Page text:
13 Mind-Blowing Science-Fiction Books That Are Eerily Relevant Today

Whether or not you're an avid sci-fan fan, there's something about the contemporary moment that makes this genre extra compelling—and eerily relevant. So if you're on the lookout for your next read and want something that's simultaneously entertaining, artful, moving, informative, and pertinent, you'll want to adorn your bookshelf with something from this reading list. Comprised of the 13 best science fiction books both new and old, uplifting and disturbing, you'll probably want to devour them all. Click through our curated library below to get a sense of the cautionary tales, valuable lessons, and mind-bending narratives they each offer before you begin your read-a-thon.

"Borne" by Jeff Vandermeer
Jeff Vandermeer Borne ($13)

Words of Wisdom: "'Am I a person?' Borne asked me. 'Yes… but like a person, you can be a weapon, too.'"

The Timely Tale: In Borne, the protagonist navigates a city that has been destroyed by human conflict and drought. "The city is dangerous, littered with discarded experiments from the Company—a biotech firm now derelict." One day she finds a creature, Borne, that is something between a plant and an animal, who "reminds Rachel of the marine life from the island nation of her birth, now lost to rising seas."

"Do Androids Dream of Electric Sheep?" by Philip K. Dick
Philip K. Dick Do Androids Dream of Electric Sheep? ($12)

Words of Wisdom: "Stories written before space travel but about space travel."

The Timely Tale: Do Androids Dream of Electric Sheep? inspired Blockbuster hit Bladerunner. The year is 2021, and after another World War, millions are left dead and many species are extinct, making the earth uninhabitable and sending humans to make a home on a faraway planet. With so few living things, tech companies replicate them. Who is an android? Who is human? Does it matter? This book grapples with what makes a person a person. Is humanity mood? Is it emotional affect?

Ursula K. Le Guin's "The Left Hand of Darkness"
Ursula K. Le Guin The Left Hand of Darkness ($10)

Words of Wisdom: "To learn which questions are unanswerable, and not to answer them: this skill is most needful in times of stress and darkness."

The Timely Tale: Welcome to the feminist utopia of Winter, "an alien world without sexual prejudice, where the inhabitants can change their gender whenever they choose." The Left Hand of Darkness reveals the absurdity as well as the immutability behind the social constructs that plague our society when an earthling is taken to a society that operates under a very different worldview, and thus, a very different reality, where social equality is accepted is the norm and lived experience.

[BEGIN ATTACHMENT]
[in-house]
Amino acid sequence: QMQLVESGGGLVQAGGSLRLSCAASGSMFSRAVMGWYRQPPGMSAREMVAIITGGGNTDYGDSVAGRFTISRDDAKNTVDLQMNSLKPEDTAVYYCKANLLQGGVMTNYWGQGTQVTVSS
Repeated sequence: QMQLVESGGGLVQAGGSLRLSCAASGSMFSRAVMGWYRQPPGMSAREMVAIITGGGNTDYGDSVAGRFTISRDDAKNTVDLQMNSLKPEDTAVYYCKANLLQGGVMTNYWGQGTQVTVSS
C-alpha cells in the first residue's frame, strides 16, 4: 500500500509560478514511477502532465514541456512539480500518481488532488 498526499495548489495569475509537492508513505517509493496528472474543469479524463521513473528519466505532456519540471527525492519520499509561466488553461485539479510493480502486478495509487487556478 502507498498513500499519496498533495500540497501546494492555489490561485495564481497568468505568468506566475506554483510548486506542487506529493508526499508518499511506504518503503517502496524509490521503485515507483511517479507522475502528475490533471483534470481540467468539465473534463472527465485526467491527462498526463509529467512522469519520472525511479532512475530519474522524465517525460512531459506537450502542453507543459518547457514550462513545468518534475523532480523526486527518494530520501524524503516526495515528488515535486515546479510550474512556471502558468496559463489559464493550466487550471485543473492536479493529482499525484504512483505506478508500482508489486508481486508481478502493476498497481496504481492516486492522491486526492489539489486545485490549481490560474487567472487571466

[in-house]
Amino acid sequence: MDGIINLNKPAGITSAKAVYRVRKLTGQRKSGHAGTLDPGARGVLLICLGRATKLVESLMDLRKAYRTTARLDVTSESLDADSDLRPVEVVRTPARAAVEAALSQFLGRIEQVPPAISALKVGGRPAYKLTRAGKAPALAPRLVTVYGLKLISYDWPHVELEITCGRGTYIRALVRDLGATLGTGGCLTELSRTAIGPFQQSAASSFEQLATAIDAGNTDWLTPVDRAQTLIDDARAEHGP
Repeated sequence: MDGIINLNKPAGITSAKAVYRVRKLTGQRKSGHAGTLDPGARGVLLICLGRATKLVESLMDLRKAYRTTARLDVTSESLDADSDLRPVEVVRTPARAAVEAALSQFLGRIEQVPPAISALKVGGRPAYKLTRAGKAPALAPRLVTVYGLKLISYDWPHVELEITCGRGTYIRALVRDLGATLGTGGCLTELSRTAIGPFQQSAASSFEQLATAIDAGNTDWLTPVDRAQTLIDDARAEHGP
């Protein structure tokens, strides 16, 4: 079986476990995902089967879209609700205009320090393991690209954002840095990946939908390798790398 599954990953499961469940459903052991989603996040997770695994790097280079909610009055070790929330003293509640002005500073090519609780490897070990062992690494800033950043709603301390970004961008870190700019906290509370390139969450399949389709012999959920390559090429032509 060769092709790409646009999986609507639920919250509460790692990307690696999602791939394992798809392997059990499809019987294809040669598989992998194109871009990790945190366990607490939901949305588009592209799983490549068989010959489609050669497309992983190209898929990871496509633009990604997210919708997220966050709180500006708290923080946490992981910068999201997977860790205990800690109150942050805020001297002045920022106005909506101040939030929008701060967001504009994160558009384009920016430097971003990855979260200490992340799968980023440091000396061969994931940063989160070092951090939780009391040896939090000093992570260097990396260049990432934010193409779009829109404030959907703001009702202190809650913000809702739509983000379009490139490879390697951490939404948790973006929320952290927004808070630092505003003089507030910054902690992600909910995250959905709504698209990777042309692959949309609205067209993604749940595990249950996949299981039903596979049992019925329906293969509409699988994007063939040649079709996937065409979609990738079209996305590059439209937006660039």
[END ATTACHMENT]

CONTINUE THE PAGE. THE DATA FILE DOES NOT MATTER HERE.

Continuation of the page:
"Super Sad True Love Story" by Gary Shteyngart
Gary Shteyngart Super Sad True Love Story ($12)

Words of Wisdom: "Remember this… develop a sense of nostalgia for something, or you'll never figure out what's important."

The Timely Tale: And now, we find ourselves in a bleak United States of the near future toiling in financial ruin, that, depending on where you stand, may sound a little less foreign than the world of Winter in Le Guin's novel. Hilariously written, it follows a Russian immigrant with "an absurdly low—and embarrassingly public—Male Hotness rating" as he falls in love with a Korean American woman. In short, take the title at face value, and expect a Super Sad True Love Story.

"Fledging" by Octavia E. Butler
Octavia E. Butler Fledging ($11)

Words of Wisdom: "When your rage is choking you, it is best to say nothing."

The Timely Tale: Though it sounds far-fetched, Fledgling is super easy to get behind: "an apparently young, amnesiac girl whose alarmingly un-human needs and abilities lead her to a startling conclusion: She is, in fact, a genetically modified, 53-year-old vampire." Beyond the science-fiction and fantasy are lessons about how we define and control or inhibit the "other" in our own communities and lives.

"Brave New World" by Aldous Huxley
Aldous Huxley Brave New World ($10)

Words of Wisdom: "'I ate civilization. It poisoned me; I was defiled. And then,' he added in a lower tone, 'I ate my own wickedness.'"

The Timely Tale: Described by the Wall Street Journal as an enduring masterpiece and "one of the most prophetic dystopian works of the 20th century," Brave New World is a must-read. In this spooky but orderly, technologically innovative future, "humans are genetically bred, socially indoctrinated, and pharmaceutically anesthetized to passively uphold an authoritarian ruling order—all at the cost of our freedom, full humanity, and perhaps also our souls." Hegemony and collective oblivion in action. We'll consider ourselves warned (if it's not already too late).

"Slaughterhouse-Five" by Kurt Vonnegut
Kurt Vonnegut Slaughterhouse-Five ($12)

Words of Wisdom: "Everything was beautiful and nothing hurt."